Peoples from a variety of ethnic groups live in Eastern and Southern Africa. Many are nomadic herders whose visual arts must be transported easily and therefore take the form of jewelry, body ornamentation, and implements for daily use. Finely crafted personal objects like Zulu and Ndebele beaded garments are highly prized. They function as markers of their owners’ position in society and are often buried with them.
In Sudan, Ethiopia, Kenya, Tanzania, and Madagascar, which also have sedentary populations, large carved wooden memorial sculptures are common. An elaborate masking tradition and figurative carved sculptures that served as royal regalia developed among the Nyamwezi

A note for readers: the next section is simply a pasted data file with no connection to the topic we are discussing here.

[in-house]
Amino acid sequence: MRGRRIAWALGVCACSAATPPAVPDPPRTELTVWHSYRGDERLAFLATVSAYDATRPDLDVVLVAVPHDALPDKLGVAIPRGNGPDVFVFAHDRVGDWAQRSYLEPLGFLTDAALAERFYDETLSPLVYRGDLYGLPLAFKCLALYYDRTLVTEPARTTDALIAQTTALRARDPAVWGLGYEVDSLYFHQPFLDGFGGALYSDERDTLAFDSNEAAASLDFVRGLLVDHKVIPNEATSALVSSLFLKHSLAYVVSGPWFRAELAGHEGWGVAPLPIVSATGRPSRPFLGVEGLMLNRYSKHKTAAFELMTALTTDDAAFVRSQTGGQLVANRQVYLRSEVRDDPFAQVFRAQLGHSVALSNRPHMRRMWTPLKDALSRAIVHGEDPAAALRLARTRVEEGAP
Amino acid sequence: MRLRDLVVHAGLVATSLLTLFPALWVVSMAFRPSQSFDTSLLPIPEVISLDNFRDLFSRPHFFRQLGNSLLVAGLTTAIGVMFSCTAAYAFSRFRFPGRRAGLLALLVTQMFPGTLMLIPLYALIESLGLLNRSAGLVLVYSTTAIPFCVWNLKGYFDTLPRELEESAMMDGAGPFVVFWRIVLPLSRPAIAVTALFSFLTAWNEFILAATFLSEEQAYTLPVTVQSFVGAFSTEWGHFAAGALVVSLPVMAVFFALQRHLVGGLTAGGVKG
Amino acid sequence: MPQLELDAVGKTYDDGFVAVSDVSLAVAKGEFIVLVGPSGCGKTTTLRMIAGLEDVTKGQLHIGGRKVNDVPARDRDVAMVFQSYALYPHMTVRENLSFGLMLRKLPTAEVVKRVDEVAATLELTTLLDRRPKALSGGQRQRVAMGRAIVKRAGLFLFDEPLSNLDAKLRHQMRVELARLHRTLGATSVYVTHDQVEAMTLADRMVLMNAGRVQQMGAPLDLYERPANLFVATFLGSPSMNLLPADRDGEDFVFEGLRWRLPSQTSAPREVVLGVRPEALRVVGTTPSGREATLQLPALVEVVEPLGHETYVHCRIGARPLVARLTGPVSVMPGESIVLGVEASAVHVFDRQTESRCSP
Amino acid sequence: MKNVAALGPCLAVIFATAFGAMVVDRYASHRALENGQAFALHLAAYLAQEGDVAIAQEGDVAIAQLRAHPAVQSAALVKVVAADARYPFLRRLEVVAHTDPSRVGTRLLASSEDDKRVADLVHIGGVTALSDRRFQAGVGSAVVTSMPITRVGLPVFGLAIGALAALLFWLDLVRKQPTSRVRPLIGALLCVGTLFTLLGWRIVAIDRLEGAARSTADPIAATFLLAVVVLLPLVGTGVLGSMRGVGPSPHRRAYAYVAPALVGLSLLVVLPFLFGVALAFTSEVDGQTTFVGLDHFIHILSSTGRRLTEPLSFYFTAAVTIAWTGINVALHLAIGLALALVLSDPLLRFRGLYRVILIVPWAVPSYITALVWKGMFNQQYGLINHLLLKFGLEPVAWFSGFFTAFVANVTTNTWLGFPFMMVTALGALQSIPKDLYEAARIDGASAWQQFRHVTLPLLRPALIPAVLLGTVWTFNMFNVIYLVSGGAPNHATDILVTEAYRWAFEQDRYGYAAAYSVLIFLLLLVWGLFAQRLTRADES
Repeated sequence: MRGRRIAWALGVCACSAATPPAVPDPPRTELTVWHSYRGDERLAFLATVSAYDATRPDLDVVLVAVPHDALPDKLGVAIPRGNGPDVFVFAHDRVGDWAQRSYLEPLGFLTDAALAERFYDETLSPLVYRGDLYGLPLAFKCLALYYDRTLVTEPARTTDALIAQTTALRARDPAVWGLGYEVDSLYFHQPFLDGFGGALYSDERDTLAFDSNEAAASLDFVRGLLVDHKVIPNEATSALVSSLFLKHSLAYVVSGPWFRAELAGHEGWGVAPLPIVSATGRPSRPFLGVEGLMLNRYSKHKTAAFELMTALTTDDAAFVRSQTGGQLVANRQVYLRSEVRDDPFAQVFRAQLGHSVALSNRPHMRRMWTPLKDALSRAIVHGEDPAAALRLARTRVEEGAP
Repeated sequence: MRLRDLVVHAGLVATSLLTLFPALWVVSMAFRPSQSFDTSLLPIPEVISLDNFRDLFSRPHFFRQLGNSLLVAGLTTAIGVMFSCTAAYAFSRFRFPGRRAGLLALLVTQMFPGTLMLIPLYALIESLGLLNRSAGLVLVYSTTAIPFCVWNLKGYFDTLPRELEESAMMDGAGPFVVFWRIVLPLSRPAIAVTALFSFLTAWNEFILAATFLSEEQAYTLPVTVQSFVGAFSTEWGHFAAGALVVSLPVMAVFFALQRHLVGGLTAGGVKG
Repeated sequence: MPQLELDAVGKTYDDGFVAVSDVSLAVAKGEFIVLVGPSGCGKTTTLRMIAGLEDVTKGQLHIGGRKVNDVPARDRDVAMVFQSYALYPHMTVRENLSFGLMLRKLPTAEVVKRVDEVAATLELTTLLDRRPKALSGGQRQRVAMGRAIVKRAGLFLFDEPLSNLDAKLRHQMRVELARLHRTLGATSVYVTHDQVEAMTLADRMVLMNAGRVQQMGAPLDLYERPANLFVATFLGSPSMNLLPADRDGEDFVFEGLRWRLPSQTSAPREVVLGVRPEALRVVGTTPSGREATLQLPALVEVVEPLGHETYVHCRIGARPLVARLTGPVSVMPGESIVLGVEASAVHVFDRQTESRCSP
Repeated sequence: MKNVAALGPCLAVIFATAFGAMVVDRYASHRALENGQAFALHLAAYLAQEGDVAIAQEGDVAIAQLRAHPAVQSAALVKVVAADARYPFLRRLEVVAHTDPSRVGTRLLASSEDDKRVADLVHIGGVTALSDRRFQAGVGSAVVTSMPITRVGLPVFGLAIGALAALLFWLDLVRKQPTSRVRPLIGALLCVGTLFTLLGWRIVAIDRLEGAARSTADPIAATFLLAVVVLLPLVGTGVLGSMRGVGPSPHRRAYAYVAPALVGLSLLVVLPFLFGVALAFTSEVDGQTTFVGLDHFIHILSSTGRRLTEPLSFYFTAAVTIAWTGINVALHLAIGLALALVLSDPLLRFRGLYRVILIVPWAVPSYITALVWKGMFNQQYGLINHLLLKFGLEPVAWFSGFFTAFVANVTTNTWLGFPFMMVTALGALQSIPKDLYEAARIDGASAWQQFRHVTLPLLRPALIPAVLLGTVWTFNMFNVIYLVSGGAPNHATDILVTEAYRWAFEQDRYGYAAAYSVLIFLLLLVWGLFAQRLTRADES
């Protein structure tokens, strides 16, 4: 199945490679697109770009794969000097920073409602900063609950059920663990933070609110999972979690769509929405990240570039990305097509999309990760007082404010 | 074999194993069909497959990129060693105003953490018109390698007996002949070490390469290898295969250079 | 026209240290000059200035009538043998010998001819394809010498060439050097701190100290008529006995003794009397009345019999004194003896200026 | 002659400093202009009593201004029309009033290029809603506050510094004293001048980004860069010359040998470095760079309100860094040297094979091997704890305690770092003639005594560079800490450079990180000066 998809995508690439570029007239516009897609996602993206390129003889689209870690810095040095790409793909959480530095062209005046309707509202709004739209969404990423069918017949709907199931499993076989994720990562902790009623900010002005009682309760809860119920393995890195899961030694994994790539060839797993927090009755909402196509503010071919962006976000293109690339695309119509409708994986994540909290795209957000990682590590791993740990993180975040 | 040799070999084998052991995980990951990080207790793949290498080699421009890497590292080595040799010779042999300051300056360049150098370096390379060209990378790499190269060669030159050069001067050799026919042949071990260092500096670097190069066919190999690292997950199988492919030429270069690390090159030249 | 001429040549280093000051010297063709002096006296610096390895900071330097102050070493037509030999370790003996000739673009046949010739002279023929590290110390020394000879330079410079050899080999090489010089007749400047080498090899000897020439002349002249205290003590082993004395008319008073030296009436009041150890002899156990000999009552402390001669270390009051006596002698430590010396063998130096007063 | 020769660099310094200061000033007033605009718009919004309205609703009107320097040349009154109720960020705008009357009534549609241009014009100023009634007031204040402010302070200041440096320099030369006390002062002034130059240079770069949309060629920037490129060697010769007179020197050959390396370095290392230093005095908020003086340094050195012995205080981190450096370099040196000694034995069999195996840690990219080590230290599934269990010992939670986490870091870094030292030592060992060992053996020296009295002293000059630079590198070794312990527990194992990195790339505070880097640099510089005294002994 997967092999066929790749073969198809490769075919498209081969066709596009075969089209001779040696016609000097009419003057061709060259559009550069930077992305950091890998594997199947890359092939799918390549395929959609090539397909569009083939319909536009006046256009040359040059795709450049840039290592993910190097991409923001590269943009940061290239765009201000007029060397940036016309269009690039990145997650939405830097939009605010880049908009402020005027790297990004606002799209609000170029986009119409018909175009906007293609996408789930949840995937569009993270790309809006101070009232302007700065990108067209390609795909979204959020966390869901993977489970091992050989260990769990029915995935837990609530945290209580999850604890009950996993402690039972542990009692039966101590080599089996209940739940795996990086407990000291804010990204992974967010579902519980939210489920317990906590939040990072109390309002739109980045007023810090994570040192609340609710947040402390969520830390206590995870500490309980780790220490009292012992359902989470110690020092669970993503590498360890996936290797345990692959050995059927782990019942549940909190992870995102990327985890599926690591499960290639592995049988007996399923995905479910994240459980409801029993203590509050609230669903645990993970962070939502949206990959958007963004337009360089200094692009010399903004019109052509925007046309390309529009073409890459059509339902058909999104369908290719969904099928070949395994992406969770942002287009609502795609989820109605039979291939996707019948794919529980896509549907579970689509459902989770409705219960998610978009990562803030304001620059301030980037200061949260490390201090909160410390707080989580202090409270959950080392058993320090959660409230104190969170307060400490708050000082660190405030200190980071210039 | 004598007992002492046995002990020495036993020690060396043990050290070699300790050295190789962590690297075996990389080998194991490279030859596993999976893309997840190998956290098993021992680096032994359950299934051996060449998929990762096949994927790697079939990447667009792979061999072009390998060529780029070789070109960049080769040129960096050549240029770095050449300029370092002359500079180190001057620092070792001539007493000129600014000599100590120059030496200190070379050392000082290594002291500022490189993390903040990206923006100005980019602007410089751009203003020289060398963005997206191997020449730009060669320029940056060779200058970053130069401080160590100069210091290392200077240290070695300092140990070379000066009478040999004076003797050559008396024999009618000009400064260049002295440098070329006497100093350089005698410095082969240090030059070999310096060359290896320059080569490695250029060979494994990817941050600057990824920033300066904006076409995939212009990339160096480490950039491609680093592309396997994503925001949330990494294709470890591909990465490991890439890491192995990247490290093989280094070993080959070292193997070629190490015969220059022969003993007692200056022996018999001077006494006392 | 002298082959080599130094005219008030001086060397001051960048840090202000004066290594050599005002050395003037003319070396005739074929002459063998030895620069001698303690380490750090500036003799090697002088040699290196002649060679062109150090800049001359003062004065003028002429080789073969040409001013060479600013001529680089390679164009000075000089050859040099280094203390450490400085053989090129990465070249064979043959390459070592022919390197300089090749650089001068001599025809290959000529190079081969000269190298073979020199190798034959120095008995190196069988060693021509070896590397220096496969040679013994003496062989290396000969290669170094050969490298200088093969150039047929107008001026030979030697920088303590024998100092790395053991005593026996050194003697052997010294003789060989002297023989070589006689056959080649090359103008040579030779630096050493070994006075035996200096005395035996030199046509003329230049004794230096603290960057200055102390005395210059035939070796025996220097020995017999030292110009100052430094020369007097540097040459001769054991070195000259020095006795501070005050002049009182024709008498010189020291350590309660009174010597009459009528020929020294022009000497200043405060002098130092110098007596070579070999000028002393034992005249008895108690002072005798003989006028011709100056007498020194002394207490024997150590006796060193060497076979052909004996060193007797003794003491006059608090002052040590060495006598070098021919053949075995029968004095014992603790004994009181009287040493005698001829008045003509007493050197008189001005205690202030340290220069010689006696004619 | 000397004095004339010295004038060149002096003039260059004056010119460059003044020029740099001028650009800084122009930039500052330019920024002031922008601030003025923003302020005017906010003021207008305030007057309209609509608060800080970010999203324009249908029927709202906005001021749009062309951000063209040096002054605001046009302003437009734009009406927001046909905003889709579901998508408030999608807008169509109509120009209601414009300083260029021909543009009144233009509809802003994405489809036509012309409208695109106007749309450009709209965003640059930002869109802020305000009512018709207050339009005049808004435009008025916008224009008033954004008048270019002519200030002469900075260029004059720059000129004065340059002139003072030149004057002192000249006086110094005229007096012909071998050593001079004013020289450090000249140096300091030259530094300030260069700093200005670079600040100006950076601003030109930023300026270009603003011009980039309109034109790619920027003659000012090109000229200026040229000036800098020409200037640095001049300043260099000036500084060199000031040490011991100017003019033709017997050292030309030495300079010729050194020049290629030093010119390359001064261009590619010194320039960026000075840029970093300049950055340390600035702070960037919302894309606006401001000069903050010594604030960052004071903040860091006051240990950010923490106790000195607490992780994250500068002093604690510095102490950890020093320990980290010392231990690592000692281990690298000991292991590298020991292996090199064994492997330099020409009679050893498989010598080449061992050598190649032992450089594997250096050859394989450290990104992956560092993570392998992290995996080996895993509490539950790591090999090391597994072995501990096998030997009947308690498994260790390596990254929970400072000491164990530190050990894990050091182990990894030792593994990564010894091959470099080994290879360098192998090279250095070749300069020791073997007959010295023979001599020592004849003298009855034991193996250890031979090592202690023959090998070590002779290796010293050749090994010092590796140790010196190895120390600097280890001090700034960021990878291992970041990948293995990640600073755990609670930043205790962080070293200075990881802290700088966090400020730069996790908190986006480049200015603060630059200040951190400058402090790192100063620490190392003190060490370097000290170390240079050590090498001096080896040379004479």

of Tanzania and the Makonde of Mozambique.
In the Kalahari Desert, Khoisan Bushmen left behind a vast corpus of rock paintings, which have survived for almost 30,000 years in this parched climate. One of South Africa’s greatest cultural treasures, rock paintings were used in healing ceremonies and also to pray for game
animals or to bring rain.